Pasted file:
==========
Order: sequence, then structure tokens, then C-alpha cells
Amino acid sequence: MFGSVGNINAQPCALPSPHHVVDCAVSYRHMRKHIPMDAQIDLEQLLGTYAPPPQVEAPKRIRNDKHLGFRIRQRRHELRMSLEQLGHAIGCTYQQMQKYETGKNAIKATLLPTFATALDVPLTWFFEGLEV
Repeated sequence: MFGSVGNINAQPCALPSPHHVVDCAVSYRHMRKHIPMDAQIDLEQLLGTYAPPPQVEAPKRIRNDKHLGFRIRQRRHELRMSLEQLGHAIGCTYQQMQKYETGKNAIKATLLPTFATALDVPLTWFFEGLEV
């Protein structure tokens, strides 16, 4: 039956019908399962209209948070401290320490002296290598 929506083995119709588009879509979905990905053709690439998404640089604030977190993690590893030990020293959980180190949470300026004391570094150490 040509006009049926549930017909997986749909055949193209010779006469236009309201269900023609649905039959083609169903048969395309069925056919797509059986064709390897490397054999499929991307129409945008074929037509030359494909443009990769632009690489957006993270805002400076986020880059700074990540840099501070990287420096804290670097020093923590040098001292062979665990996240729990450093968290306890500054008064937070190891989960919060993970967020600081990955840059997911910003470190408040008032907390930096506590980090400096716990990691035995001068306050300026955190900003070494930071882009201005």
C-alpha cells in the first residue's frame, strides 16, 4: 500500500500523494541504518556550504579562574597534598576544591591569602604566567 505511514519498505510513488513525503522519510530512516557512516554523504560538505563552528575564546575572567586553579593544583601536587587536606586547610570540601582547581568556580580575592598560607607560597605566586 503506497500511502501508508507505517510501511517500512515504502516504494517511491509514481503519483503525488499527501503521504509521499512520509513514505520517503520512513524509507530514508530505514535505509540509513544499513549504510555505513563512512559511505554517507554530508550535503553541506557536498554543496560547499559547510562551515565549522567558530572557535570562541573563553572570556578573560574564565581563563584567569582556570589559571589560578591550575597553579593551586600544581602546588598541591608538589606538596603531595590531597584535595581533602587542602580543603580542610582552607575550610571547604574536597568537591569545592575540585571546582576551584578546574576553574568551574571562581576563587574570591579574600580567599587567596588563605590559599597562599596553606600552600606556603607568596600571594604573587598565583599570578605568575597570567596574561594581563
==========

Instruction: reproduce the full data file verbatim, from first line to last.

Order: sequence, then structure tokens, then C-alpha cells
Amino acid sequence: MFGSVGNINAQPCALPSPHHVVDCAVSYRHMRKHIPMDAQIDLEQLLGTYAPPPQVEAPKRIRNDKHLGFRIRQRRHELRMSLEQLGHAIGCTYQQMQKYETGKNAIKATLLPTFATALDVPLTWFFEGLEV
Repeated sequence: MFGSVGNINAQPCALPSPHHVVDCAVSYRHMRKHIPMDAQIDLEQLLGTYAPPPQVEAPKRIRNDKHLGFRIRQRRHELRMSLEQLGHAIGCTYQQMQKYETGKNAIKATLLPTFATALDVPLTWFFEGLEV
């Protein structure tokens, strides 16, 4: 039956019908399962209209948070401290320490002296290598 929506083995119709588009879509979905990905053709690439998404640089604030977190993690590893030990020293959980180190949470300026004391570094150490 040509006009049926549930017909997986749909055949193209010779006469236009309201269900023609649905039959083609169903048969395309069925056919797509059986064709390897490397054999499929991307129409945008074929037509030359494909443009990769632009690489957006993270805002400076986020880059700074990540840099501070990287420096804290670097020093923590040098001292062979665990996240729990450093968290306890500054008064937070190891989960919060993970967020600081990955840059997911910003470190408040008032907390930096506590980090400096716990990691035995001068306050300026955190900003070494930071882009201005």
C-alpha cells in the first residue's frame, strides 16, 4: 500500500500523494541504518556550504579562574597534598576544591591569602604566567 505511514519498505510513488513525503522519510530512516557512516554523504560538505563552528575564546575572567586553579593544583601536587587536606586547610570540601582547581568556580580575592598560607607560597605566586 503506497500511502501508508507505517510501511517500512515504502516504494517511491509514481503519483503525488499527501503521504509521499512520509513514505520517503520512513524509507530514508530505514535505509540509513544499513549504510555505513563512512559511505554517507554530508550535503553541506557536498554543496560547499559547510562551515565549522567558530572557535570562541573563553572570556578573560574564565581563563584567569582556570589559571589560578591550575597553579593551586600544581602546588598541591608538589606538596603531595590531597584535595581533602587542602580543603580542610582552607575550610571547604574536597568537591569545592575540585571546582576551584578546574576553574568551574571562581576563587574570591579574600580567599587567596588563605590559599597562599596553606600552600606556603607568596600571594604573587598565583599570578605568575597570567596574561594581563